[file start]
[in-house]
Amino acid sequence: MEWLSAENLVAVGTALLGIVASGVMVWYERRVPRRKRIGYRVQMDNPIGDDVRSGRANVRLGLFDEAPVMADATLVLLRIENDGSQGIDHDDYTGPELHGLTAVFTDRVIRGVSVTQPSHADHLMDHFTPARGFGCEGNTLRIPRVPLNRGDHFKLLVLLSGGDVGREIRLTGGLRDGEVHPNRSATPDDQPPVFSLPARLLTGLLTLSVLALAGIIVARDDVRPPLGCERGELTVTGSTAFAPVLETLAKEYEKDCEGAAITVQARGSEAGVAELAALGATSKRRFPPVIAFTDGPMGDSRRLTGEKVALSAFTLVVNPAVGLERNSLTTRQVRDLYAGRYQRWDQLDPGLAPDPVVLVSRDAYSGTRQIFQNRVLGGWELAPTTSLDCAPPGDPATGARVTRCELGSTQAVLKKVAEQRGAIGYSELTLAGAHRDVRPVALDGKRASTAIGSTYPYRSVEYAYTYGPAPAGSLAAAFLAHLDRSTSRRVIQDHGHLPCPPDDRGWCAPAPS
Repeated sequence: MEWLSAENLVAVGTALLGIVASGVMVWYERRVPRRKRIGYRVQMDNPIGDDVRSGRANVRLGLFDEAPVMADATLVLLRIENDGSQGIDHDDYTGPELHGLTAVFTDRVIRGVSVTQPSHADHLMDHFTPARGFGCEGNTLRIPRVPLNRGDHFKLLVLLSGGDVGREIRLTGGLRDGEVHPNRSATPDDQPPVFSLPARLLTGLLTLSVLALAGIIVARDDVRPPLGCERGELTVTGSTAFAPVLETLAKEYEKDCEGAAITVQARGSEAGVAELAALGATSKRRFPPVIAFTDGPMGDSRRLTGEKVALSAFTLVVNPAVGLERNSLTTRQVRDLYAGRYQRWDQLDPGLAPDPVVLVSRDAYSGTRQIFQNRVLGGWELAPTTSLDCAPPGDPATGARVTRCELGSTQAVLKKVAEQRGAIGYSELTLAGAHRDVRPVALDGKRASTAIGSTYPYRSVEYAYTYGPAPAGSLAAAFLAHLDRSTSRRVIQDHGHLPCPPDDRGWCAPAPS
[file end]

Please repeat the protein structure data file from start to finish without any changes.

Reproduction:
[in-house]
Amino acid sequence: MEWLSAENLVAVGTALLGIVASGVMVWYERRVPRRKRIGYRVQMDNPIGDDVRSGRANVRLGLFDEAPVMADATLVLLRIENDGSQGIDHDDYTGPELHGLTAVFTDRVIRGVSVTQPSHADHLMDHFTPARGFGCEGNTLRIPRVPLNRGDHFKLLVLLSGGDVGREIRLTGGLRDGEVHPNRSATPDDQPPVFSLPARLLTGLLTLSVLALAGIIVARDDVRPPLGCERGELTVTGSTAFAPVLETLAKEYEKDCEGAAITVQARGSEAGVAELAALGATSKRRFPPVIAFTDGPMGDSRRLTGEKVALSAFTLVVNPAVGLERNSLTTRQVRDLYAGRYQRWDQLDPGLAPDPVVLVSRDAYSGTRQIFQNRVLGGWELAPTTSLDCAPPGDPATGARVTRCELGSTQAVLKKVAEQRGAIGYSELTLAGAHRDVRPVALDGKRASTAIGSTYPYRSVEYAYTYGPAPAGSLAAAFLAHLDRSTSRRVIQDHGHLPCPPDDRGWCAPAPS
Repeated sequence: MEWLSAENLVAVGTALLGIVASGVMVWYERRVPRRKRIGYRVQMDNPIGDDVRSGRANVRLGLFDEAPVMADATLVLLRIENDGSQGIDHDDYTGPELHGLTAVFTDRVIRGVSVTQPSHADHLMDHFTPARGFGCEGNTLRIPRVPLNRGDHFKLLVLLSGGDVGREIRLTGGLRDGEVHPNRSATPDDQPPVFSLPARLLTGLLTLSVLALAGIIVARDDVRPPLGCERGELTVTGSTAFAPVLETLAKEYEKDCEGAAITVQARGSEAGVAELAALGATSKRRFPPVIAFTDGPMGDSRRLTGEKVALSAFTLVVNPAVGLERNSLTTRQVRDLYAGRYQRWDQLDPGLAPDPVVLVSRDAYSGTRQIFQNRVLGGWELAPTTSLDCAPPGDPATGARVTRCELGSTQAVLKKVAEQRGAIGYSELTLAGAHRDVRPVALDGKRASTAIGSTYPYRSVEYAYTYGPAPAGSLAAAFLAHLDRSTSRRVIQDHGHLPCPPDDRGWCAPAPS